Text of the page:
Background: Food insecurity affects millions of Americans and college students are especially vulnerable. Little is known about the relation of food insecurity with weight status and dietary intake during this critical phase of emerging adulthood.
Objectives: We aimed to examine the sex-specific associations of food insecurity with obesity and dietary intake among college students. The study also explored these associations by meal plan (MP) enrollment.
Methods: This cross-sectional study included 683 second-year students at 8 universities in the United States. Food security status and dietary intake were assessed using the USDA Adult Food Security Survey and the Dietary Screener Questionnaire, respectively. On-site anthropometrics were measured by researchers.
Results: The prevalence of food insecurity at the universities ranged from 19.0% to 34.1% with a mean of 25.4% for the entire sample. Compared with high food security, marginal food security and food insecurity were associated with 3.16 (95% CI: 1.55, 6.46) and 5.13 (95% CI: 2.63, 10.00) times increased odds of obesity, respectively, exhibiting a dose-response relation. Food insecurity remained a significant predictor of obesity among both sexes after adjusting for sociodemographic variables. Food-insecure (FI) students had a significantly lower intake of fruits and vegetables and higher intake of added sugars than food-secure (FS) students. Obesity rate and added sugars consumption were higher among FI students with MPs than among FI students lacking MPs and FS students regardless of MP status. Among students with MPs, FS students had a higher intake of fruits and vegetables than FI students.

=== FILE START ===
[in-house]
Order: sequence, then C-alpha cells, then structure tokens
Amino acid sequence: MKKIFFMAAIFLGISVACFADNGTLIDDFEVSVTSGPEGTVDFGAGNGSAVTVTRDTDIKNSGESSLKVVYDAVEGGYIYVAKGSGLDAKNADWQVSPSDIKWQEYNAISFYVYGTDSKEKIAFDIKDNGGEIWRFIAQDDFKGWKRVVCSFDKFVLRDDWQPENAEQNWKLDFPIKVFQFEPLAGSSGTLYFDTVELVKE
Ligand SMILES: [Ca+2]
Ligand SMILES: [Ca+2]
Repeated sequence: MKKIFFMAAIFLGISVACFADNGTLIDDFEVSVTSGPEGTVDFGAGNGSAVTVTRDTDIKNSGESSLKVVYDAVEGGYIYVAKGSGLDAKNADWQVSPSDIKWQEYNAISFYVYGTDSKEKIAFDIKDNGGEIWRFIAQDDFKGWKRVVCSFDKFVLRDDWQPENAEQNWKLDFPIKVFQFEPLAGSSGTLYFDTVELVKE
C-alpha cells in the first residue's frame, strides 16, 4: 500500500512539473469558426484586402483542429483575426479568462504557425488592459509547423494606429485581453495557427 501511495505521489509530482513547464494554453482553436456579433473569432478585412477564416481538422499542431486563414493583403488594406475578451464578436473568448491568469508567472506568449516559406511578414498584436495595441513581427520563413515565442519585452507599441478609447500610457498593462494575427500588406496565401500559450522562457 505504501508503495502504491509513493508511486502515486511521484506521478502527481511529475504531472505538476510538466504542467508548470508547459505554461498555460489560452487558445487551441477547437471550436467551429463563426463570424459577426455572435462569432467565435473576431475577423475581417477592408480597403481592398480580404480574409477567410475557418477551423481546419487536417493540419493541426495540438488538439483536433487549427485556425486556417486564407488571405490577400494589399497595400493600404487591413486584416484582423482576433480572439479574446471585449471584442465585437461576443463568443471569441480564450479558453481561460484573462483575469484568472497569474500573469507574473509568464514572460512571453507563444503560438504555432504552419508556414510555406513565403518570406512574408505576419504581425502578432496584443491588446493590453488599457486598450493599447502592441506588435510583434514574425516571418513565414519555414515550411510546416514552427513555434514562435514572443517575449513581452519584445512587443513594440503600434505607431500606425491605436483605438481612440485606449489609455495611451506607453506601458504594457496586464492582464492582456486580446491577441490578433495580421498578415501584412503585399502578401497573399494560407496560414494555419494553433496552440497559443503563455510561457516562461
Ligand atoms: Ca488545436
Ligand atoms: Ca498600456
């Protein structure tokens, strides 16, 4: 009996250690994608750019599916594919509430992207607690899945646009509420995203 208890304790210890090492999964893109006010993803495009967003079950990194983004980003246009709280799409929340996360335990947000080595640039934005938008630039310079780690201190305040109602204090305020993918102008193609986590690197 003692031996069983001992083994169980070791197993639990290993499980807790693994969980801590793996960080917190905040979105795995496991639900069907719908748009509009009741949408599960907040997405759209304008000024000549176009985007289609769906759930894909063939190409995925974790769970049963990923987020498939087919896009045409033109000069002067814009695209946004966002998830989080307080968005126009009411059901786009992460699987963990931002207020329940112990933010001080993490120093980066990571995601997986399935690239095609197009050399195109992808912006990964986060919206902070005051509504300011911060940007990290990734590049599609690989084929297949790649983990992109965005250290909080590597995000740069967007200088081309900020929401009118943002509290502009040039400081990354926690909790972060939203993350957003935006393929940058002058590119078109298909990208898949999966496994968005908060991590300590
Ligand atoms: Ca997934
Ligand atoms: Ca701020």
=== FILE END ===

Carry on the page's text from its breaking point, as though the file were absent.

Conclusions: Food insecurity was associated with obesity and poor dietary intake among both sexes. Although MP subsidies may be a reasoned approach to combat food insecurity, it should be coupled with efforts to assist students in making healthy food choices.Registered at clinicaltrials.gov as NCT02941497.